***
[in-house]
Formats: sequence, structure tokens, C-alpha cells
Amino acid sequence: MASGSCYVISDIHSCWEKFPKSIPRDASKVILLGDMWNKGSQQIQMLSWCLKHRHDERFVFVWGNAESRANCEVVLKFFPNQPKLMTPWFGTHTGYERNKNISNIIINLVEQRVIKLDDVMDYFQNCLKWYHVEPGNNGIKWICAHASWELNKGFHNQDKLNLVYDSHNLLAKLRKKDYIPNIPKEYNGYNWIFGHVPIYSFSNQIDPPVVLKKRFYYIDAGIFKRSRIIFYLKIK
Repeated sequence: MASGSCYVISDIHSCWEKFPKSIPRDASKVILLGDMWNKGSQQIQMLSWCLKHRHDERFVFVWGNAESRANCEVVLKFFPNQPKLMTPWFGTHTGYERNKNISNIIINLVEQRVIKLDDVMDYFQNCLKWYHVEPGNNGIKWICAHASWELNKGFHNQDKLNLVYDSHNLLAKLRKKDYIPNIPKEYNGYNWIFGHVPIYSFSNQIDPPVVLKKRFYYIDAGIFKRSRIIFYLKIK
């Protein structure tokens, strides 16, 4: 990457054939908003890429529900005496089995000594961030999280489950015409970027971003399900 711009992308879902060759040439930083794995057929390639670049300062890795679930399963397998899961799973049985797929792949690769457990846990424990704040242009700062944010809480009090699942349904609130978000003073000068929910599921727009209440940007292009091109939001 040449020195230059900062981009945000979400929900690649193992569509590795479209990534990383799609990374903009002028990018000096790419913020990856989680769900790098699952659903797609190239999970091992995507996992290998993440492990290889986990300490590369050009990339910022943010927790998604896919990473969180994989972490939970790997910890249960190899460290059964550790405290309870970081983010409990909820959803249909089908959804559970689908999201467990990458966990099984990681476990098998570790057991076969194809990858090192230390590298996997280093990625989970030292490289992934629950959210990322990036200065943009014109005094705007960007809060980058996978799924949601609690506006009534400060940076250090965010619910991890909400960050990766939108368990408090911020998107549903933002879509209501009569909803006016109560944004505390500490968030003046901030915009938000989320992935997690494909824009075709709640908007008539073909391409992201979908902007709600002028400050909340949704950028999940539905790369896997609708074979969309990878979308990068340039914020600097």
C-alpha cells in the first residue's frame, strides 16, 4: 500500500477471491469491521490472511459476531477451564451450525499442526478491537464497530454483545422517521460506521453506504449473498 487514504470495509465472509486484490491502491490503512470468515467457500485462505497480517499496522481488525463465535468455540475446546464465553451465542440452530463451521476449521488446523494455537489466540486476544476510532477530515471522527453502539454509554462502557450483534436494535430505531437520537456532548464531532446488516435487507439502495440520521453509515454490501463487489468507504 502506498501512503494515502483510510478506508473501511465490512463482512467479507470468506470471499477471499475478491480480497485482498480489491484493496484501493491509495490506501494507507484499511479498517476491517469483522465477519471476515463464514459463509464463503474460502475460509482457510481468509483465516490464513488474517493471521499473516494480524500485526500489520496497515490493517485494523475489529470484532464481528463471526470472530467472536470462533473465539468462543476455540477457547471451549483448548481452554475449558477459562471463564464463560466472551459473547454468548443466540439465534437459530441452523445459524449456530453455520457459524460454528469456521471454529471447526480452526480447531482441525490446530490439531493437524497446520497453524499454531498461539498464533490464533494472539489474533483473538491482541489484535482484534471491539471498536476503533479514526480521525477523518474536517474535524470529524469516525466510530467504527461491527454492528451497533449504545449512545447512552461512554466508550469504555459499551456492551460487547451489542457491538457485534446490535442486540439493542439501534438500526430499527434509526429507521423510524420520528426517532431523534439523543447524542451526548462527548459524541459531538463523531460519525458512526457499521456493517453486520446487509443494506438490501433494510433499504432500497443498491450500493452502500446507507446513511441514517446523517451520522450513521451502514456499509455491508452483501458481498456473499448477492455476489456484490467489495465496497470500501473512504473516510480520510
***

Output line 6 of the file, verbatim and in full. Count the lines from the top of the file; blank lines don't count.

C-alpha cells in the first residue's frame, strides 16, 4: 500500500477471491469491521490472511459476531477451564451450525499442526478491537464497530454483545422517521460506521453506504449473498 487514504470495509465472509486484490491502491490503512470468515467457500485462505497480517499496522481488525463465535468455540475446546464465553451465542440452530463451521476449521488446523494455537489466540486476544476510532477530515471522527453502539454509554462502557450483534436494535430505531437520537456532548464531532446488516435487507439502495440520521453509515454490501463487489468507504 502506498501512503494515502483510510478506508473501511465490512463482512467479507470468506470471499477471499475478491480480497485482498480489491484493496484501493491509495490506501494507507484499511479498517476491517469483522465477519471476515463464514459463509464463503474460502475460509482457510481468509483465516490464513488474517493471521499473516494480524500485526500489520496497515490493517485494523475489529470484532464481528463471526470472530467472536470462533473465539468462543476455540477457547471451549483448548481452554475449558477459562471463564464463560466472551459473547454468548443466540439465534437459530441452523445459524449456530453455520457459524460454528469456521471454529471447526480452526480447531482441525490446530490439531493437524497446520497453524499454531498461539498464533490464533494472539489474533483473538491482541489484535482484534471491539471498536476503533479514526480521525477523518474536517474535524470529524469516525466510530467504527461491527454492528451497533449504545449512545447512552461512554466508550469504555459499551456492551460487547451489542457491538457485534446490535442486540439493542439501534438500526430499527434509526429507521423510524420520528426517532431523534439523543447524542451526548462527548459524541459531538463523531460519525458512526457499521456493517453486520446487509443494506438490501433494510433499504432500497443498491450500493452502500446507507446513511441514517446523517451520522450513521451502514456499509455491508452483501458481498456473499448477492455476489456484490467489495465496497470500501473512504473516510480520510